How to play an arena rock show to a couple of thousand people.
If you could handpick a support band for Extreme, you’d probably go for Dan Reed Network. That perhaps explains why the Academy is so packed when the very same Dan Reed Network take to the stage. It could be, though, that like MV people remember these songs – and this band – with such huge affection. The Oregon based bunch put out a new record last year, but only one of them – “Champion” – finds its way into the 45 minutes here. The rest is made up of some glorious nostalgia. And “glorious” is the right word too. There is a glee about the way Reed and his old mukka’s Brion James and Melvin Brannon II deliver these songs that suggests they are going to relish what they might see as a second chance. They always were polished, but now they are both polished and fun. “Cruise Together” provides a strident opening, “Forgot To Make Her Mine” has a chorus that many would kill for, and “Rainbow Child” is precisely the reason DRN were so very nearly massive. “Ritual” was, in 1988 a superb song. Almost 30 years on it still is, and as it ends things here with “Get To you” following, the return of Dan Reed Network is a joy to behold. “I’m Justin Beiber” Reed jokes in the band introductions. In 30 years time the songs of Beiber won’t be remembered as fondly as these.
If the fact that DRN’s debut is three decades old is proof that we ain’t none of us getting any younger, then consider this and get scared. Halfway through Extreme’s mammoth set tonight there was an acoustic section. One of the songs they play in it is “Tragic Comic” from their brilliant third album. “III Sides To Every Story” is, notes singer Gary Cherone, 25 years old this week.
Which means that Extreme are a classic rock band these days. One which attacks the Birmingham Academy as if it was an arena too. Cherone is made to be an arena rock frontman, let’s be honest, he carries off a bandana as if it’s the most natural thing on the planet and Nuno Bettencourt, as well as being a stunning guitarist, oozes star quality with his every move.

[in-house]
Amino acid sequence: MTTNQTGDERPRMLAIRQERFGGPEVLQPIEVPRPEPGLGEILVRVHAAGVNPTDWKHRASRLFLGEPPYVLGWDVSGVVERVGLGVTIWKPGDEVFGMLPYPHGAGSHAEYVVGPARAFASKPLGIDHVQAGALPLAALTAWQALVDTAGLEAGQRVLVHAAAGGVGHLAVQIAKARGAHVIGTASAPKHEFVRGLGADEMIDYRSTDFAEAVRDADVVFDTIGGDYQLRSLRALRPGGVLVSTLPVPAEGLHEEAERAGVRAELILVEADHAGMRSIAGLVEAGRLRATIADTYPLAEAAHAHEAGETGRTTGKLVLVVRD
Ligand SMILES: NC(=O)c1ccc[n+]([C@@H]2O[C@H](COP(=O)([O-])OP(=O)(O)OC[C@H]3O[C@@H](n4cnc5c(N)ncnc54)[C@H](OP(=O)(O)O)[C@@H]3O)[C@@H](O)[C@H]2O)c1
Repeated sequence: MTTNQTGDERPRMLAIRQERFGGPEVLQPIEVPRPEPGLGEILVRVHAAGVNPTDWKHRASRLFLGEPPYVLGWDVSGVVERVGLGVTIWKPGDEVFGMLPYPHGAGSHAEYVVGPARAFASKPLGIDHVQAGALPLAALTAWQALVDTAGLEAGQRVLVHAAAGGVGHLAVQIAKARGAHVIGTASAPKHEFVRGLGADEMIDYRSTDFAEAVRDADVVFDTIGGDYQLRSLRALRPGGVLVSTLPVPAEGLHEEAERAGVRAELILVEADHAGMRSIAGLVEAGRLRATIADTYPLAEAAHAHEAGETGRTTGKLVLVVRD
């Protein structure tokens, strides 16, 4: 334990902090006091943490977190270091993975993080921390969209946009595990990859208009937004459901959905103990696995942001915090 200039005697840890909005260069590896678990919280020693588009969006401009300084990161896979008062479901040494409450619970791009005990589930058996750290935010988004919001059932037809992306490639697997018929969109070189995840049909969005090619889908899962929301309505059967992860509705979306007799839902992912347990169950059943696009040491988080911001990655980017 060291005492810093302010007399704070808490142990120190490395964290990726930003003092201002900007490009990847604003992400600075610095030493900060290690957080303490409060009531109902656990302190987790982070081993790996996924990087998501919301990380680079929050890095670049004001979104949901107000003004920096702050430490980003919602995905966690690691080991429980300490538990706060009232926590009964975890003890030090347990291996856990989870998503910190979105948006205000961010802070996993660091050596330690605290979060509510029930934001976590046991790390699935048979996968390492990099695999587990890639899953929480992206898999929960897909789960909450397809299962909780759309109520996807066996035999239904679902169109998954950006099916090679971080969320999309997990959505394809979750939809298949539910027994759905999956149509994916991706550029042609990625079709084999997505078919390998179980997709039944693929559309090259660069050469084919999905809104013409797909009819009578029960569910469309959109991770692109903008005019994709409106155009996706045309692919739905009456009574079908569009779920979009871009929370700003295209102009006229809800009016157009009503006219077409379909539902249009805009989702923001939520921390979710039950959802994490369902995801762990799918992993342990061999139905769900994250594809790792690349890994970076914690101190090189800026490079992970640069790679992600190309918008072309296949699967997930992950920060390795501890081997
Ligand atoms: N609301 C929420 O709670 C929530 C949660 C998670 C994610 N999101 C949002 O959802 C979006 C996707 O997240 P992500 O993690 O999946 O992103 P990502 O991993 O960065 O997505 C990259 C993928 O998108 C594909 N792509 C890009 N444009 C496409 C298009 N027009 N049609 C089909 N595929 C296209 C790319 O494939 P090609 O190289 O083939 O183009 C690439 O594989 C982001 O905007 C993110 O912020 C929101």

They bring a collection of songs to match. “(It’s A) Monster” and the absurd – but damn good – “Lil Jack Horny” open up, to be followed by one of about three absolute knockout punches they swing. “Get The Funk Out” was always the song. It still is.
“Hole Hearted” casually tossed out in the acoustic portion has the carefree air of a band strumming on their front porch, and “Cupid’s Dead” fair old slams.
“Take Us Alive” makes this a truly career spanning set (“if you don’t have this album you aren’t a real fan” jokes Bettencourt) but rather more pertinent is it shows their versatility too, given that is a southern flavoured stomper to rouse the rabble, but it is perhaps “Decadence Dance”, which acts as main set closer here, that transports us all back to our youth.
The encore, well it almost has to include “More Than Words” and duly does, but it also crackles with “Warheads” and “Peacemaker Die” before “We Are The Champions” proves that while there is never a good time for Queen, Extreme do deserve bombast.
And credit to them for not just trotting out the Greatest Hits as some less imaginative band might. Here with three quarters of the line-up from their first album (Pat Badger plays a blinder on bass throughout) Extreme are doing a little more than just a nostalgia trip. They are breathing new life into their own songs, and evidently having a good time doing it.